The first test for Mrs Clinton's campaign will be Iowa, the Midwestern farming state where Mr Obama's young team defeated her staff of campaign veterans in 2008.
Iowans will be the first voters to cast their ballots in next year's primary elections and they demand candidates spend time travelling the state in person and making the case for their candidacy.
Her first events are likely to include small and intimate gatherings at coffee shops and community centres rather than rallies before thousands of supporters.
Republicans began attacking Mrs Clinton even before her announcement was made official, posting a critical video online with the title 'Stop Hillary'.
The party will paint the 67-year-old Mrs Clinton as a throwback to a previous generation and accuse of her of a penchant for secrecy that may cross the line into illegal behaviour. They have assailed her as a candidate for "Obama's third term" and focused on how her family charity accepted large donations from foreign governments.
She has also faced attacks over her use of a private email account while she was secretary of state, which Republicans say was an effort to skirt transparency laws.
Mrs Clinton is likely to face the winner of a crowded Republican primary field that includes Jeb Bush, the son and brother of two former presidents.
If Mrs Clinton and Mr Bush do face off in 2016 it will be a rematch for the two American political dynasties two decades after Bill Clinton defeated George HW Bush in the 1992 election.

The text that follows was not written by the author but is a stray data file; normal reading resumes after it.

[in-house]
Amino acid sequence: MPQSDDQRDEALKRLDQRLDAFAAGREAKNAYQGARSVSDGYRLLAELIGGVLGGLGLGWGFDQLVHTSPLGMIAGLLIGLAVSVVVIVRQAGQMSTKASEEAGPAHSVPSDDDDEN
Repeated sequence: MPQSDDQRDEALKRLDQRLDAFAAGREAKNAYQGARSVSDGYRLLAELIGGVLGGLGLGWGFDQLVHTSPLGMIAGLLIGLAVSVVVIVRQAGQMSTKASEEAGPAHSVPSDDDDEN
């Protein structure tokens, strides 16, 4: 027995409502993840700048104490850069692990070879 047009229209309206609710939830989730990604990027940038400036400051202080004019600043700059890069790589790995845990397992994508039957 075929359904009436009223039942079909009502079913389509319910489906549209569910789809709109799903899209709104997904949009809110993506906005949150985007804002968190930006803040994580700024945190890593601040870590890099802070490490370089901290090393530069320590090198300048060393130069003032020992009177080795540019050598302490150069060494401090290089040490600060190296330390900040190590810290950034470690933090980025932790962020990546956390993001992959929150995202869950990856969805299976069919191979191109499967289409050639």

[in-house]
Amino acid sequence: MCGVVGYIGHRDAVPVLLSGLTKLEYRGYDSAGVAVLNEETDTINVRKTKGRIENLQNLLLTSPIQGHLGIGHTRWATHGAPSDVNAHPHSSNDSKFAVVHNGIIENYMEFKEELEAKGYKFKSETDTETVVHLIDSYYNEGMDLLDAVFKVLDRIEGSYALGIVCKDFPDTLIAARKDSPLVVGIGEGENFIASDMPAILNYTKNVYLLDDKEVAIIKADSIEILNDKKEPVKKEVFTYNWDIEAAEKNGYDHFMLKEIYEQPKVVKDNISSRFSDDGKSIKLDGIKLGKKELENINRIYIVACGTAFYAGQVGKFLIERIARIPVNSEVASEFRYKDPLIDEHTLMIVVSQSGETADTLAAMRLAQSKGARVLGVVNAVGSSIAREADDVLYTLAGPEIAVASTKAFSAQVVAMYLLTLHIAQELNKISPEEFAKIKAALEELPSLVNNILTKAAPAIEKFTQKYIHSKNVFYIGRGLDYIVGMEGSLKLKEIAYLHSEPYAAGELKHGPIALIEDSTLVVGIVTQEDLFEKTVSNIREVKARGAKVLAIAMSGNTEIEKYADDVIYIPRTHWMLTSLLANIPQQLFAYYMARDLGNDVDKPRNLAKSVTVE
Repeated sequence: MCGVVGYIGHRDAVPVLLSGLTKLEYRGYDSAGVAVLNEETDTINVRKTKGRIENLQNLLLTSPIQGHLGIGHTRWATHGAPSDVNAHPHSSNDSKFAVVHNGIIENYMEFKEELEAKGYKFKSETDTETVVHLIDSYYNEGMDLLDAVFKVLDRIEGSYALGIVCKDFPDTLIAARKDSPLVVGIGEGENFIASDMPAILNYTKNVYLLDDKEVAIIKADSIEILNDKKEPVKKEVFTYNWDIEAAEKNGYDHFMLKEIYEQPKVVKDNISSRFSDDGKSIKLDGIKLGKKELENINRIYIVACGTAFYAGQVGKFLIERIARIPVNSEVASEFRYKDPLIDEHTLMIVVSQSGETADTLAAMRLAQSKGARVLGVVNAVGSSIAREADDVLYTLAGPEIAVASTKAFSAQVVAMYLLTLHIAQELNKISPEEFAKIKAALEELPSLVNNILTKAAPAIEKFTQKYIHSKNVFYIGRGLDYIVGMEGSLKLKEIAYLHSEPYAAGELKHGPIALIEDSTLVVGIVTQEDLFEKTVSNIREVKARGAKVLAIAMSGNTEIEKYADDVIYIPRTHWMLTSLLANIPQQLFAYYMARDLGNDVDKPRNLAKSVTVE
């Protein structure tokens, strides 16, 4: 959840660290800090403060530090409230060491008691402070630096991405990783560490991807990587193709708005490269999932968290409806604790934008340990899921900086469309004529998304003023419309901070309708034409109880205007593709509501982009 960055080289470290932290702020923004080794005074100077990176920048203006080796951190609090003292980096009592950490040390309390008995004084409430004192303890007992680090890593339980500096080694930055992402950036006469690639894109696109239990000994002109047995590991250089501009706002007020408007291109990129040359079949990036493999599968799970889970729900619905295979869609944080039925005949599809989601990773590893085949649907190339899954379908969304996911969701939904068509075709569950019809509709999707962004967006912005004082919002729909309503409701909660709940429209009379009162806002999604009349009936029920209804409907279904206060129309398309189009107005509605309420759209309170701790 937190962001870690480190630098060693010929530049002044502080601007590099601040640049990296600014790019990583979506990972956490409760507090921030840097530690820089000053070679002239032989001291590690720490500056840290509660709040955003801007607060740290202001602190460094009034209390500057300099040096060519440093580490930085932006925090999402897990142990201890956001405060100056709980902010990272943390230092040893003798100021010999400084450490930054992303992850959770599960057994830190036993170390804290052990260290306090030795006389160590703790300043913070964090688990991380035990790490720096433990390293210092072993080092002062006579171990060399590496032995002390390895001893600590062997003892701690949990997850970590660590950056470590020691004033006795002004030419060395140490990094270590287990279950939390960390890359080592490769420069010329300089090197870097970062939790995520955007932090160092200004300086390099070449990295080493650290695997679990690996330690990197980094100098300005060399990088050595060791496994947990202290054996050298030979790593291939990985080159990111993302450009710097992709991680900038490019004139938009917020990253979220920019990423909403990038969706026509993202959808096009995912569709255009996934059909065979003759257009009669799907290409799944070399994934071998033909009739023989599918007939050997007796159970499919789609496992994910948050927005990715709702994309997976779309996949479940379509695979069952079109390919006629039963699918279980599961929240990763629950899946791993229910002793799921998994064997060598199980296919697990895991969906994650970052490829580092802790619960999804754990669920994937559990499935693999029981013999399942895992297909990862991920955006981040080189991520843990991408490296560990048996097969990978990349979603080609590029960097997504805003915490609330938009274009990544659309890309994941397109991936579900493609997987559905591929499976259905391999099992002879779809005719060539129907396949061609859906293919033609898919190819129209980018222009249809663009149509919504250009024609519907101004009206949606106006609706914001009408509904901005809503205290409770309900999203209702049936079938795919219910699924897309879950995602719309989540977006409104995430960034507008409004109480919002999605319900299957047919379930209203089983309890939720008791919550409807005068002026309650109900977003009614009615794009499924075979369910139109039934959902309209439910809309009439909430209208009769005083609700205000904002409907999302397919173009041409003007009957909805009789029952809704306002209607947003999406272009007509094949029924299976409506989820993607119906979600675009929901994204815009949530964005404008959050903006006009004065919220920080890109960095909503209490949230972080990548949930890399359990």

While Mrs Clinton leads in the polls among Democrats, some on the left of the party are sceptical about her hawkish foreign policy instincts and her ties with the banks that dominate Wall Street.
Bill de Blasio, the mayor of New York City and one of the most progressive major politicians in America, said Mrs Clinton had not yet earned his support. Mr de Blasio said he would wait to see "an actual vision" before making a decision on whom to support.
Other Democrats groups are still trying to convince Mrs Warren, a populists senator from Massachusetts, to run against Mrs Clinton, arguing that the party needed a "contest not a coronation" as it picks its 2016 candidate. One question for Mrs Clinton as the campaign unfolds will be how closely to embrace the record of Mr Obama, a president she served for four years as secretary of state.
Mr Obama, conscious that a Republican victory in 2016 could mean the unravelling of much of his legacy, is likely to campaign vigorously for Mrs Clinton in the general election.
He said on Friday that she would be "an excellent president".
The Clinton campaign must also decide how best to deploy her husband, who remains one of the most popular public figures in America but was a volatile and sometimes angry figure on the election trail in 2008.
The former president says he intends to be "a backstage adviser" for most of this year, giving his wife space to re-introduce herself to voters without being overshadowed. (© Daily Telegraph, London)